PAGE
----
PUBLISHED: | UPDATED:

DRACUT — It is snack time in Kath Mason’s first-grade class at the Greenmont Avenue Elementary School. As the kids take a midmorning break and enjoy some crackers, fruit or yogurt, many of them take the opportunity to flock to their special friend, Mrs. Labrecque, to show her what they are munching on, or just to chat.

“Mrs. Labrecque, I already ate all of my yogurt because it was sooo good!” exclaimed first-grader Meghan Valorose.

Meanwhile, two other students vied for her attention, one to show her the mini Cheeze-Its his mom packed for him, and the other looking for some guidance on how to use a spoon that doubles as a straw.

Patiently, Mrs. Labrecque focused her attention on each student until everyone was settled, quietly seated and snacking.

Bessie Labrecque has been a fixture in the class for six years. As part of the Foster Grandparents program run through Community Teamwork, Inc. of Lowell, Labrecque, 75, keeps the classroom organized, helps students with their lessons, and gives them an older friend they can rely on and trust.

She especially enjoys reading with the kids. To ensure that her attention is doled out equally, Labrecque goes down the class list and chooses a student to read with each day.

“I look at her like another teacher in the room,” Mason said. “She is my right hand. We have similar personalities and have become good friends, so she always anticipates what I’ll need next before I do.”

“Bessie is always one step ahead,” she added. “I cross my fingers every year that she’ll come back.”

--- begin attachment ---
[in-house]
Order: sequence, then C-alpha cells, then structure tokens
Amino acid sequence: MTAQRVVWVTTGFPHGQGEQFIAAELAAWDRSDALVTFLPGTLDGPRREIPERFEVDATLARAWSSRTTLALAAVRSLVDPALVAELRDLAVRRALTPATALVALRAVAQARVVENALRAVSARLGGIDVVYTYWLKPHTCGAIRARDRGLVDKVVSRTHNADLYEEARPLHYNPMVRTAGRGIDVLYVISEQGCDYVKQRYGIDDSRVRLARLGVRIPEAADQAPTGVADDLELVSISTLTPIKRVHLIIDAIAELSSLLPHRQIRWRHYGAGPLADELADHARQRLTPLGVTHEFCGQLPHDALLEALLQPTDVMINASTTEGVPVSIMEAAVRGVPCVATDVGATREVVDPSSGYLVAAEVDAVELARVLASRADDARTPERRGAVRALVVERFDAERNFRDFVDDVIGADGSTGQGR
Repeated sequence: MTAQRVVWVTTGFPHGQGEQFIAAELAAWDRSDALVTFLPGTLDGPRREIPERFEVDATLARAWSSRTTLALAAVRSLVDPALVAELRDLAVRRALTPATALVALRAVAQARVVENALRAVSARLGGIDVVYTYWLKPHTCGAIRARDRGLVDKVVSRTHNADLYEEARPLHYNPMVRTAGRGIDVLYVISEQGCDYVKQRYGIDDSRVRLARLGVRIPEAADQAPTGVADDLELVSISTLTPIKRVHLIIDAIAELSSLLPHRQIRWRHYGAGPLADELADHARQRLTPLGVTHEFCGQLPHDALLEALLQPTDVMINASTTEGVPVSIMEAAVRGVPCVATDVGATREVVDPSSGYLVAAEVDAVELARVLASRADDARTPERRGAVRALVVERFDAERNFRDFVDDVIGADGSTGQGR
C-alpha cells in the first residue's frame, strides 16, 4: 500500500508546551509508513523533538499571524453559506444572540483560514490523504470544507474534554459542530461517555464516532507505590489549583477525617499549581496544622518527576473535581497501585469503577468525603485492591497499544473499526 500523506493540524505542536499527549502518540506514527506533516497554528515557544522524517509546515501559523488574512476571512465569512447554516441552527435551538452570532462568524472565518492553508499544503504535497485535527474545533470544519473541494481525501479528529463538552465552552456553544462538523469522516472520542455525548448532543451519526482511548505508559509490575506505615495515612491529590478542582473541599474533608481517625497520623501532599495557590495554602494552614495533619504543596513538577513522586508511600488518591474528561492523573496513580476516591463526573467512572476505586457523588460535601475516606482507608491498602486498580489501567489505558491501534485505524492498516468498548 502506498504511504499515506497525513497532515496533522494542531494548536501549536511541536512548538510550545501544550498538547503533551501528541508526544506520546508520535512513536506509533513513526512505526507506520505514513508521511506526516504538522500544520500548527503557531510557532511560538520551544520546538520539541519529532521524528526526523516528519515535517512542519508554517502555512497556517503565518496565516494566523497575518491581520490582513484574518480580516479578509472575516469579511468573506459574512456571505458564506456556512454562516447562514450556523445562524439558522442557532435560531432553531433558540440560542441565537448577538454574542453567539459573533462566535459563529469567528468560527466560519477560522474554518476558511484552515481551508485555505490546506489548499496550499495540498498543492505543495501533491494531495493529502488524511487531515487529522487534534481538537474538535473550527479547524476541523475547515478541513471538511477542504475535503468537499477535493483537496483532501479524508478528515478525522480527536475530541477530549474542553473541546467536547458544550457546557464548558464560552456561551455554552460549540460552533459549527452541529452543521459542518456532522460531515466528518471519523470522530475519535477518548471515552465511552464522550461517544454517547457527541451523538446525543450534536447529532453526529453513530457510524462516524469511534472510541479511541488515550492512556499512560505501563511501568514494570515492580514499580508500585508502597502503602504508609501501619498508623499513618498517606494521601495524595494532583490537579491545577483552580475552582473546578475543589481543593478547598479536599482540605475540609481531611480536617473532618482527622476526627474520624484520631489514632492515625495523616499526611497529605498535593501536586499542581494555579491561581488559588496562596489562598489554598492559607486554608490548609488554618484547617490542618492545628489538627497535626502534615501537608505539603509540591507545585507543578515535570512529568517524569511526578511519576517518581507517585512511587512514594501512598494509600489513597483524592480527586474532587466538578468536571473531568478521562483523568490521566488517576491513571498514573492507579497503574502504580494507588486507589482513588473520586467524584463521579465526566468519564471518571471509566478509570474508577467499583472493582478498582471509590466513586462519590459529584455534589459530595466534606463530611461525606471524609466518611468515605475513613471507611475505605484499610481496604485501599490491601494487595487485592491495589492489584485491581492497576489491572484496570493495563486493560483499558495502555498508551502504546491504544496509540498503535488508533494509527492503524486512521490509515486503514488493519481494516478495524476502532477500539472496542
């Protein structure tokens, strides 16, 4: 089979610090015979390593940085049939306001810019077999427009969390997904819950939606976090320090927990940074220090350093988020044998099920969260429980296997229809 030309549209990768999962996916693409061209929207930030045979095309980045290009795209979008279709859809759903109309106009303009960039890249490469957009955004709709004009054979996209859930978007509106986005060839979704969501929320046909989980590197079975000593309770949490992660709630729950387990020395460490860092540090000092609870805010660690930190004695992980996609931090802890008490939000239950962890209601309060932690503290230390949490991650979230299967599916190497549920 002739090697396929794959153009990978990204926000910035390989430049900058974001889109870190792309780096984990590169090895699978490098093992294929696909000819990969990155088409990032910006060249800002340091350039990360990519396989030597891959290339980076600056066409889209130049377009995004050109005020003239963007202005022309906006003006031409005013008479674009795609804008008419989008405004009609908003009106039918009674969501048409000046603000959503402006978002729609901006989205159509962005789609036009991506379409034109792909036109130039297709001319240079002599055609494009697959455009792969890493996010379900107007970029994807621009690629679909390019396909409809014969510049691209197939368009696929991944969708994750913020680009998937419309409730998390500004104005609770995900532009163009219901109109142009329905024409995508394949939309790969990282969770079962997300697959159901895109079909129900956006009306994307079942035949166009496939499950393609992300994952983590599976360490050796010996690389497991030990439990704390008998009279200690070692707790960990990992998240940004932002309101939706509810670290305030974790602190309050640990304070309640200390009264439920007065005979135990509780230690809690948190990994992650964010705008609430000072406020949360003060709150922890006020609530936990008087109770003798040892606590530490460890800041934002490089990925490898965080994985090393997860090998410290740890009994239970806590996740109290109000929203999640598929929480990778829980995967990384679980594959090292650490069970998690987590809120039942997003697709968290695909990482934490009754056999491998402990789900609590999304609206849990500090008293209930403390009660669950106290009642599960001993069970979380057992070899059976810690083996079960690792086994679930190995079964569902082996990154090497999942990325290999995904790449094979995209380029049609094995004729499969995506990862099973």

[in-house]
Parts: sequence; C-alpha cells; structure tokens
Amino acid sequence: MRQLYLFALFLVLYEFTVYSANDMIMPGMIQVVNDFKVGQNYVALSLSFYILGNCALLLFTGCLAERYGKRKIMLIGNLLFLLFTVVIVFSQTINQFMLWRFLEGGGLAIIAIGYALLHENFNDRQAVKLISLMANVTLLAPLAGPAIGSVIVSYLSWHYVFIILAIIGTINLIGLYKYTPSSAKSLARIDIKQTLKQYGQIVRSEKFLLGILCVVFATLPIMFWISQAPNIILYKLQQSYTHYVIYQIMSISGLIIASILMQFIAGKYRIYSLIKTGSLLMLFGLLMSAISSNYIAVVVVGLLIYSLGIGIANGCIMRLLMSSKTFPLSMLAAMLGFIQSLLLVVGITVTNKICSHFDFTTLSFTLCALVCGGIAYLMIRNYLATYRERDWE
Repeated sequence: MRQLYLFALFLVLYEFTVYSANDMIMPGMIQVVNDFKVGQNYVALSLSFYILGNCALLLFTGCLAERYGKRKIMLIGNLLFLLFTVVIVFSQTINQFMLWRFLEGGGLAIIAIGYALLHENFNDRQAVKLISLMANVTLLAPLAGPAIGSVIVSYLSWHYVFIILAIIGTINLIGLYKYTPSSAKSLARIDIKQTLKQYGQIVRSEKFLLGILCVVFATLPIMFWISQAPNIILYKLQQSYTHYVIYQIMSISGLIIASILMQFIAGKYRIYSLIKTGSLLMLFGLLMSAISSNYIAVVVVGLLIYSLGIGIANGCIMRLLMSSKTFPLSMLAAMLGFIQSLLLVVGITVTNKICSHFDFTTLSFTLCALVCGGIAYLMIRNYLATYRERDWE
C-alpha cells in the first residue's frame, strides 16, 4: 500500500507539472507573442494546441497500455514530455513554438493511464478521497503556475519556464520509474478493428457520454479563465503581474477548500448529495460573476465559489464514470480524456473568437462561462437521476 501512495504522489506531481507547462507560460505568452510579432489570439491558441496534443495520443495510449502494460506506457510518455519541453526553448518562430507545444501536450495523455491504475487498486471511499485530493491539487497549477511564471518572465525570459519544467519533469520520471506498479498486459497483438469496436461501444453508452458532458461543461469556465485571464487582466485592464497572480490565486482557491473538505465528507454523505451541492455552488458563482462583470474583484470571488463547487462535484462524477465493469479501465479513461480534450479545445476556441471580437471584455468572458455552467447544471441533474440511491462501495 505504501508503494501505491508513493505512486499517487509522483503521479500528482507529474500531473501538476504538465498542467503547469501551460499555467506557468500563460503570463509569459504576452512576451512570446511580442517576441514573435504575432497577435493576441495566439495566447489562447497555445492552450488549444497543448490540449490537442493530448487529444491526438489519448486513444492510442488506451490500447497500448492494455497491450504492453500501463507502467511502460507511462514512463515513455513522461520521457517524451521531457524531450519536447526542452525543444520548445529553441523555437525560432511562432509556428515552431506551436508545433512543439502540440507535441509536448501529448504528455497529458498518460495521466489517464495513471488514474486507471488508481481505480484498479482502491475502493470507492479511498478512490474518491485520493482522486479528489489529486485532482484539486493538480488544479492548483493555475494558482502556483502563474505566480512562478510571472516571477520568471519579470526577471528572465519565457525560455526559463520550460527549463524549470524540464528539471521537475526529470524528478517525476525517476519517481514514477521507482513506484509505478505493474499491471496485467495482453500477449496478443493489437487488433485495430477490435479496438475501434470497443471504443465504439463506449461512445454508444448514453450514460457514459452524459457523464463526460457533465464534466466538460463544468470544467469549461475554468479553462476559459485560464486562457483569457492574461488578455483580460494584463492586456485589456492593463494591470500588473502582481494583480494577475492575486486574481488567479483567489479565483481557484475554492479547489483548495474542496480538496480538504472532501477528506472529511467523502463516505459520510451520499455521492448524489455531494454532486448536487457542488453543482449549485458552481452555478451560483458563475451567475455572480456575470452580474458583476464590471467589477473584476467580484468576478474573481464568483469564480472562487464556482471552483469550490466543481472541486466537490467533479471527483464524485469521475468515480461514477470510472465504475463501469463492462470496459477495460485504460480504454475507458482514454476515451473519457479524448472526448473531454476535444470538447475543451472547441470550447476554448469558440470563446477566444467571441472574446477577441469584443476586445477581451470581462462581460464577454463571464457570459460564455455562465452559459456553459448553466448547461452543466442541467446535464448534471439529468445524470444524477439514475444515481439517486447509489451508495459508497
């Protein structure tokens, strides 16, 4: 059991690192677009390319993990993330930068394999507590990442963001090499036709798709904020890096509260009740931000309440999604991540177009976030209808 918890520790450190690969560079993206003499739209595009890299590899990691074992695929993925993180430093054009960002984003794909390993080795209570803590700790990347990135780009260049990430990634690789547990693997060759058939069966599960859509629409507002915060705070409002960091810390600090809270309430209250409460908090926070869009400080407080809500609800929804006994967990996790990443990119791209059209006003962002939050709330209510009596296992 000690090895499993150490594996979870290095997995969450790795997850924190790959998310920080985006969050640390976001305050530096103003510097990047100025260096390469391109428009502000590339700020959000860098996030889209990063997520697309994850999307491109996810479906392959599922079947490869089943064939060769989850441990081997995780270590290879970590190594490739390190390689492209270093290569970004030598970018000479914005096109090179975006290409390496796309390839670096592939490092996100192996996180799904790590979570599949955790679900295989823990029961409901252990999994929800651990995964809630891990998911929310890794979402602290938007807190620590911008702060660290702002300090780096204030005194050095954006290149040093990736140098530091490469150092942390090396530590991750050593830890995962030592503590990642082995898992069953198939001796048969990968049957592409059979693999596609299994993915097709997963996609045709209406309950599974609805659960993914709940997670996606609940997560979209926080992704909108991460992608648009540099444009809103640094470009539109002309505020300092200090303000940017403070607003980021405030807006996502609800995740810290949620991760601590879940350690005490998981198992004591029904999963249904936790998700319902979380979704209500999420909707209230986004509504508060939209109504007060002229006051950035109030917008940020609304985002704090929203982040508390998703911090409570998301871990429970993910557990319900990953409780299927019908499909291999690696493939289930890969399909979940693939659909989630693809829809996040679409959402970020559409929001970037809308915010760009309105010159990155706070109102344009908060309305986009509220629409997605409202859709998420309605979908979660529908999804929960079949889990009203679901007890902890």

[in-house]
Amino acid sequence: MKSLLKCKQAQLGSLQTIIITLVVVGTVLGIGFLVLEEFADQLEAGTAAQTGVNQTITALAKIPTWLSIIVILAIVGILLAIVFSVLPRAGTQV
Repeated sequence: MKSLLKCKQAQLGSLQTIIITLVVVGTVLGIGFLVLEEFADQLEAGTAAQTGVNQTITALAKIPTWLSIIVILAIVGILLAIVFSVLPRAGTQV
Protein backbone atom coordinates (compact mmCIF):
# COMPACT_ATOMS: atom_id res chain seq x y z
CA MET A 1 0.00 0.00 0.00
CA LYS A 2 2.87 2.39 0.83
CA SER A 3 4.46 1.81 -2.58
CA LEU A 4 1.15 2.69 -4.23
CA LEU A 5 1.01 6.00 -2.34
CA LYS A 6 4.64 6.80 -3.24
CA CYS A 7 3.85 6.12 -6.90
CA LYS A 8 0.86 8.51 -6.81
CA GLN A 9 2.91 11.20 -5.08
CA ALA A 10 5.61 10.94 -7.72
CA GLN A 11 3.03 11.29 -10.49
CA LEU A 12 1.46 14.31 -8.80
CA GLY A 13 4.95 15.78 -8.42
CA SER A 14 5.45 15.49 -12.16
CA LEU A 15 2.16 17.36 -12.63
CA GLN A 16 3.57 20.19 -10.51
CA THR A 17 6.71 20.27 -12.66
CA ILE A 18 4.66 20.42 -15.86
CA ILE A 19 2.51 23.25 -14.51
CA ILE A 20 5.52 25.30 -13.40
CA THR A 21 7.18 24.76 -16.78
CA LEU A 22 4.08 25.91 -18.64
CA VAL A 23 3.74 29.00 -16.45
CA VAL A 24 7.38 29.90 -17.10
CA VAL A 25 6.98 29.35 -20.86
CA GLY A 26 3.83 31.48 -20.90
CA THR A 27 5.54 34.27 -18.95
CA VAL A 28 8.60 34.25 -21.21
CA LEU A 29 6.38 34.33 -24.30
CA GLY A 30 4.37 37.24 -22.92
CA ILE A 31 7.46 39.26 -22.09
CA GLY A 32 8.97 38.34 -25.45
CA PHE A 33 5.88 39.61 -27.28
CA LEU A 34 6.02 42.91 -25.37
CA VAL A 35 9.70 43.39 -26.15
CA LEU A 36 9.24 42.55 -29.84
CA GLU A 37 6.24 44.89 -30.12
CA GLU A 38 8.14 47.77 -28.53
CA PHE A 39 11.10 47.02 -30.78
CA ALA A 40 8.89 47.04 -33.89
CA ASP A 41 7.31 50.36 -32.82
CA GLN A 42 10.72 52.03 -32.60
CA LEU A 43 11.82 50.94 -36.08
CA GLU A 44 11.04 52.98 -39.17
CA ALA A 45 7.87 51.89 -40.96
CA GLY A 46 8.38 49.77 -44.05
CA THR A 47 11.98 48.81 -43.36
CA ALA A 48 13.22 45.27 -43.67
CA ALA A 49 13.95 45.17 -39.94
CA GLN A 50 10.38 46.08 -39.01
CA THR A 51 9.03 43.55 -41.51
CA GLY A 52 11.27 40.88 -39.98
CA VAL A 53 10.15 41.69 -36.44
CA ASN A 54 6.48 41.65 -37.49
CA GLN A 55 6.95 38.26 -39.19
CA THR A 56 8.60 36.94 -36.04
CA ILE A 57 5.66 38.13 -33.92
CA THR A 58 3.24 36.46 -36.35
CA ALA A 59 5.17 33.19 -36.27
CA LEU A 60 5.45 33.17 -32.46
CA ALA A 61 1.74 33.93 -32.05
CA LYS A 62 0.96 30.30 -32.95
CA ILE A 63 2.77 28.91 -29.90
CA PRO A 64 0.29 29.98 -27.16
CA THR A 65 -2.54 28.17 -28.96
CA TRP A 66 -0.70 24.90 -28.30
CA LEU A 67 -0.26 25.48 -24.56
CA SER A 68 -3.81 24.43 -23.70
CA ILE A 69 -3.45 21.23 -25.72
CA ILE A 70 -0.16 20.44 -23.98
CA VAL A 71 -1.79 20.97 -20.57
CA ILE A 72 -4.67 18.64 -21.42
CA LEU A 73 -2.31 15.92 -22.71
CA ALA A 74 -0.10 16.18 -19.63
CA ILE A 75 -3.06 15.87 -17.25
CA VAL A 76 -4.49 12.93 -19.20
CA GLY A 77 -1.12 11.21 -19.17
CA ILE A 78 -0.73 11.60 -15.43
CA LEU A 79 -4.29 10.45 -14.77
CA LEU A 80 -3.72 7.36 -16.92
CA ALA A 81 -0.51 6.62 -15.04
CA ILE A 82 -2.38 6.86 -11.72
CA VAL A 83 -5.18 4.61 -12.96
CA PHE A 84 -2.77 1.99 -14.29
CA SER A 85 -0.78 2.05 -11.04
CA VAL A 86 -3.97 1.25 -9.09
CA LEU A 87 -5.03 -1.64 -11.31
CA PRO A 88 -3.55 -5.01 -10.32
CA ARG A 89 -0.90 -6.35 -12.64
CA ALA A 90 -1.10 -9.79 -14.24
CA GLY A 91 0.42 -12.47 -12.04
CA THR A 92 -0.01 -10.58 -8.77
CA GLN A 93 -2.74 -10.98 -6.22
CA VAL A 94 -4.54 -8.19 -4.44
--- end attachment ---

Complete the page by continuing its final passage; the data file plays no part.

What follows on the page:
When she retired from the Dracut tax collector’s office 14 years ago, Labrecque had another job waiting in the wings — professional grandmother. For several years she baby-sat her two granddaughters, now 15 and 12. As the girls got older, went to school and didn’t take up as much of her time anymore, Labrecque realized that she needed to find another activity to occupy her mornings.

“I guess I had grandmothers’ empty-nest syndrome,” she chuckled.

“I just love coming here every day and the staff at Greenmont is the best,” Lebrecque added. “They have made me feel so comfortable and I know just what to do when I come in every day. I am so glad to be here.”

Things have changed in schools since the last time Labrecque was a student, 60 years ago, but she has learned to roll with the changes and appreciate the fact that regardless of the era, some things will always remain the same.

“The first-graders are just as cute, honest, and observant as they always have been,” she said. “But I marvel at the way they are taught today; it is fascinating how quickly they learn. I think these kids are just born smart.”

Mason’s class is peanut-free, a relatively recent phenomenon as an increasing number of children suffer from potentially deadly food allergies, a problem that wasn’t an issue when her own children were in school.

But Labrecque has learned to deal with it.

“I used to bring donut holes in for the kids as a treat because they really loved that, but we can’t do that anymore so I’ve switched to Goldfish crackers,” she said.

In a time when many school programs have been crippled by budget cuts, Greenmont Principal David Hill sees the half-dozen foster grandparents who work in the school as providing a much-needed service that enriches the experience of all involved.

“The grandparents really enjoy the opportunity to keep connected with kids, and it fills our increasing need for help in the classrooms, either with groups of kids or individually,” Hill said. “The program helps the kids to gain a deeper respect for the elders in our society, who are not always valued as much as they should be, especially considering all they have to offer.”

So, what is the best part about being a foster grandparent?

“Getting hugs at the end of the day,” smiled Labrecque.

Have a story idea? E-mail Jennifer Amy Myers at jmyers@thevalleydispatch.com.